1400 stone stairs will form part of your journey on the Lost City Trek | © McKay Savage/Flickr

Instead of the overcrowded Inca Trail in Peru, check out the Lost City Trek instead. Also known as Cuidad Perdida, this gruelling 44-kilometre trail rewards trekkers with untouched forest and mountain scenery. Because it’s still fairly unknown outside Colombia, you won’t run into flocks of tourists. And on the notable trail to Cerro Kennedy in the Sierra Nevada of Santa Marta, trekkers will see hundreds of native and migratory birds.

Spots for trekking:

  • Lost City Trek
  • Amazon Jungle
  • Tayrona National Natural Park
  • Sierra Nevada of Santa Marta
  • Tatacoa Desert

3. Canyoning

Venture into the heart of Colombia’s nature. Canyoning is where you use methods such as walking, scaling, scrambling, jumping, abseiling, and even swimming to explore natural wonders like waterfalls, gorges and giant rock pools.

This physically demanding adventure sport is already pretty exciting, but Colombia’s topography makes for some sensational canyoning. For a truly epic experience, head to the waterfalls of Juan Curi in Santander near San Gill, or head for Ibagué and Minca.

4. Surfing

Like with many adventures in Colombia, even surfing will take you off-the-beaten-track. Although it has two coastlines — one along the Pacific Ocean and the other along the Caribbean Sea — Colombia isn’t really known for surfing.

Yet, there are lots of fantastic spots on both coasts, and some even more remote destinations where you can hop on your board and catch a wave or two — not to mention go kite surfing as well. It might even surprise you to know that Colombia has some of the best places to surf in South America for various levels.

a man walking into the surf
Sand and surf on the Caribbean coast | © Art Design Taller/Pxhere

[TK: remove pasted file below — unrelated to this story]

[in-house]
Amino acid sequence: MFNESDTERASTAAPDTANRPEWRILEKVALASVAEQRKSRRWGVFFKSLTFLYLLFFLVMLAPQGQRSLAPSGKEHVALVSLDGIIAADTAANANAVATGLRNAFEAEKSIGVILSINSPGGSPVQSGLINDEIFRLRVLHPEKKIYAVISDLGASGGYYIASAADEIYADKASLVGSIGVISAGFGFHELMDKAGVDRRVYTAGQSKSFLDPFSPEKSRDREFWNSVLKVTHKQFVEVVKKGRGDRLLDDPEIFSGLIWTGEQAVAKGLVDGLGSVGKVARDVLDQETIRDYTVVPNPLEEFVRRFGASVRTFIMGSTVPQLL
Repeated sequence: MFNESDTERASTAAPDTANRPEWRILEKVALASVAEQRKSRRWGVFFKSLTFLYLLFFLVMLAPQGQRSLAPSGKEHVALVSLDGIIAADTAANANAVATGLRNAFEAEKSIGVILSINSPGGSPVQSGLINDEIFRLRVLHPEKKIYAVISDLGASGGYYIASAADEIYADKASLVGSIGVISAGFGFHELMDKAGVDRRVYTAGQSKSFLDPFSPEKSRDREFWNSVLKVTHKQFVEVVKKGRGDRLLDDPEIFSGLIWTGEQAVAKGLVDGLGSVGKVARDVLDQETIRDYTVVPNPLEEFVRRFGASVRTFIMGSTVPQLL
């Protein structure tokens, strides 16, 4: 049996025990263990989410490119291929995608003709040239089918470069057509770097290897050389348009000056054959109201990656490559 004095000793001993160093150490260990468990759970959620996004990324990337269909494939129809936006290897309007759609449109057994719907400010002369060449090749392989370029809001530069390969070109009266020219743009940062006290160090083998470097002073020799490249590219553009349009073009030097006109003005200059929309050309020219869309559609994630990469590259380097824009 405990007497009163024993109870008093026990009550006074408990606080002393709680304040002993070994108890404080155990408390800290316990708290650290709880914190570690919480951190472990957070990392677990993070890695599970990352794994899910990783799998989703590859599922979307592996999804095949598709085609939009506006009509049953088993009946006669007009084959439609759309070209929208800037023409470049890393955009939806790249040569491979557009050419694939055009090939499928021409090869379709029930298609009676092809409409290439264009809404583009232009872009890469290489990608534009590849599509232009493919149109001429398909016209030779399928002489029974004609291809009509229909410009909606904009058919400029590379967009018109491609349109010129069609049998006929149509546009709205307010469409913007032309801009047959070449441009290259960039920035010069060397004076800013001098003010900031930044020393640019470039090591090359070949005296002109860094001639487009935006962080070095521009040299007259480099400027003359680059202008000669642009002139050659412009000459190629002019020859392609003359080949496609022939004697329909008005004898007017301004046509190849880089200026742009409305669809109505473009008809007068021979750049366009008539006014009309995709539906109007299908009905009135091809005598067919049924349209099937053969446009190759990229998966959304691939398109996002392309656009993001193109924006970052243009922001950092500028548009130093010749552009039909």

While the beaches on the Caribbean coast are easier to get to and better for beginners, they tend to be more crowded. The surf destinations on the Pacific coast are a little harder to reach and tend to be more peaceful. The best times to surf in Colombia are from December to March and from July to September.

Beaches for surfing:

  • Playa Guachalito – One of the best surfing spots in Colombia along the Pacific Coast.
  • Pradomar – Close to Barranquilla, this is a great destination for surfing on Colombia’s Caribbean coast and is suitable for all levels. On weekends, this spot gets packed but during the week it’s nice and quiet.
  • Costeño Beach – Easily the most popular surf spot on the Caribbean Coast. You won’t find big waves here, but it’s perfect for beginners and the ambience and nature is amazing.
  • El Valle – This idyll coastal village on the Pacific coast is suited to beginner and intermediate surfers.
  • Punta Sur, San Andres – Go surfing on several beaches and experience life on a Caribbean island.

5. Mountain biking

Colombia is no stranger to biking – for the locals, it’s a popular way to spend time. On the weekends, you’ll find plenty of cyclists making their way around big cities such as Bogotá and Medellín on two wheels. Of course, one of the best things about this country is that it also offers cycling enthusiasts a chance to get out of the city on some truly spectacular trails.

The paved mountain roads are perfect for beginners and expert riders who want to experience the country’s sweeping vistas and soothing nature. You can venture out on country trails or head to solitary tracks in Colombia’s mountain ranges. Thanks to a relatively constant climate, you’ll find good conditions for this adventure sport throughout the year.

Top picks for mountain biking:

  • Chicamocha’s Canyon Trail, San Gill
  • Peñas Blancas, Armenia
  • Santa Elena Trail, Medellín
  • Simon Bolivar Flow Trail, Salento

These incredible experiences don’t even begin to cover the wealth of adventure Colombia has to offer. For travellers who want a trip packed with action from start to finish, this country will make them want to visit over and over again.

Based in Toronto, Sahar is a full-time content editor for Days to Come and part-time travel junkie.